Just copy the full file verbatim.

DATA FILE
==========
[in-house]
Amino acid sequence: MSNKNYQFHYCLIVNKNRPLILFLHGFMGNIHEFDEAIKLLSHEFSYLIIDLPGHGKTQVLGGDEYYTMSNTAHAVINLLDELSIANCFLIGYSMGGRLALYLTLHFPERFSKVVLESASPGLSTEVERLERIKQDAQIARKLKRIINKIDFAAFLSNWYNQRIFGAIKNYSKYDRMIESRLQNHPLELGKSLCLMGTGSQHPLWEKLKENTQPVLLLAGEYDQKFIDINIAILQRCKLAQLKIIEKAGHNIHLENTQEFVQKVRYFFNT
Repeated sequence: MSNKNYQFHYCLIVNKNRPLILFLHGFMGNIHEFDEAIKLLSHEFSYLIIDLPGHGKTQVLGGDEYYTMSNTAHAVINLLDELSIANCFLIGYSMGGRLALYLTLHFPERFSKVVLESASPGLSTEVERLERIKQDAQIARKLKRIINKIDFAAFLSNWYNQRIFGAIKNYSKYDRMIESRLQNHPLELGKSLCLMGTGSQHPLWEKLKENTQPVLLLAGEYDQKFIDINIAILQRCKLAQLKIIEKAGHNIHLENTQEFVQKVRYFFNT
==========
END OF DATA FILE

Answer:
[in-house]
Amino acid sequence: MSNKNYQFHYCLIVNKNRPLILFLHGFMGNIHEFDEAIKLLSHEFSYLIIDLPGHGKTQVLGGDEYYTMSNTAHAVINLLDELSIANCFLIGYSMGGRLALYLTLHFPERFSKVVLESASPGLSTEVERLERIKQDAQIARKLKRIINKIDFAAFLSNWYNQRIFGAIKNYSKYDRMIESRLQNHPLELGKSLCLMGTGSQHPLWEKLKENTQPVLLLAGEYDQKFIDINIAILQRCKLAQLKIIEKAGHNIHLENTQEFVQKVRYFFNT
Repeated sequence: MSNKNYQFHYCLIVNKNRPLILFLHGFMGNIHEFDEAIKLLSHEFSYLIIDLPGHGKTQVLGGDEYYTMSNTAHAVINLLDELSIANCFLIGYSMGGRLALYLTLHFPERFSKVVLESASPGLSTEVERLERIKQDAQIARKLKRIINKIDFAAFLSNWYNQRIFGAIKNYSKYDRMIESRLQNHPLELGKSLCLMGTGSQHPLWEKLKENTQPVLLLAGEYDQKFIDINIAILQRCKLAQLKIIEKAGHNIHLENTQEFVQKVRYFFNT